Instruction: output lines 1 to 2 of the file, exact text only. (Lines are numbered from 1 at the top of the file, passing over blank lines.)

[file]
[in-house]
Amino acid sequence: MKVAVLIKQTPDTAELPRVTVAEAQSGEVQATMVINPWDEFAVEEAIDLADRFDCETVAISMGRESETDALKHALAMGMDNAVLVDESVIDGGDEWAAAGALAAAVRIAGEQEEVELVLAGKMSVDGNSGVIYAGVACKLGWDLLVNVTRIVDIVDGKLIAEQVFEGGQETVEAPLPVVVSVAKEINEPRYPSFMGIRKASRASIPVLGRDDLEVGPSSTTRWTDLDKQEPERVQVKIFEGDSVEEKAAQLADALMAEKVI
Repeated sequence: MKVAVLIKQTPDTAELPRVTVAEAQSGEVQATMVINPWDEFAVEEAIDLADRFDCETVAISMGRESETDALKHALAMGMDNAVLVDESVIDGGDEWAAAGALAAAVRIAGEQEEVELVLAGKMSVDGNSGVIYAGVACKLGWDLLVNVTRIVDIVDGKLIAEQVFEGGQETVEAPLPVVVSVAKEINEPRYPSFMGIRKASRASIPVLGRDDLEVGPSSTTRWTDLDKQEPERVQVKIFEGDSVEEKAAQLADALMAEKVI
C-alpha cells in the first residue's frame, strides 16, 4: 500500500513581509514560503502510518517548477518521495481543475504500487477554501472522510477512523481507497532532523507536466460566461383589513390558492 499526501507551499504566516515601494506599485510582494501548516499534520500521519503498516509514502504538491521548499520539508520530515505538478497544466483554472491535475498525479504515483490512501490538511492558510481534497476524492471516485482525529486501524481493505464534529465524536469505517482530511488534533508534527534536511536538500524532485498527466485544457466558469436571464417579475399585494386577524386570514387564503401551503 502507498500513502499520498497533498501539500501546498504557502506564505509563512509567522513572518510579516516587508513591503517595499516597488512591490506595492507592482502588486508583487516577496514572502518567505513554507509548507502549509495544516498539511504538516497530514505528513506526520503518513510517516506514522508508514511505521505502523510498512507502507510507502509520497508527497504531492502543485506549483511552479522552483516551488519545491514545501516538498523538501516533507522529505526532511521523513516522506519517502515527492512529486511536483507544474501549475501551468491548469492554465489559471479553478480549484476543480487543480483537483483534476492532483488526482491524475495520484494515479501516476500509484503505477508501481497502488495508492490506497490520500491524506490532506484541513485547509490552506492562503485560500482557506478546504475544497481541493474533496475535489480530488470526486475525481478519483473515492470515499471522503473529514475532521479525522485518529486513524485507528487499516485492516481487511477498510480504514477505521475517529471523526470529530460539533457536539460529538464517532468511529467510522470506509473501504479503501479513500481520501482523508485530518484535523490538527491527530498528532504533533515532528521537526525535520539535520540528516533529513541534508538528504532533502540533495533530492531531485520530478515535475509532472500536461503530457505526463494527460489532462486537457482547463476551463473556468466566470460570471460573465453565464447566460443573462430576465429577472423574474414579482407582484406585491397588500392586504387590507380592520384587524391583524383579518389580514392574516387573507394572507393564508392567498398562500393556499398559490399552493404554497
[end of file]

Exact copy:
[in-house]
Amino acid sequence: MKVAVLIKQTPDTAELPRVTVAEAQSGEVQATMVINPWDEFAVEEAIDLADRFDCETVAISMGRESETDALKHALAMGMDNAVLVDESVIDGGDEWAAAGALAAAVRIAGEQEEVELVLAGKMSVDGNSGVIYAGVACKLGWDLLVNVTRIVDIVDGKLIAEQVFEGGQETVEAPLPVVVSVAKEINEPRYPSFMGIRKASRASIPVLGRDDLEVGPSSTTRWTDLDKQEPERVQVKIFEGDSVEEKAAQLADALMAEKVI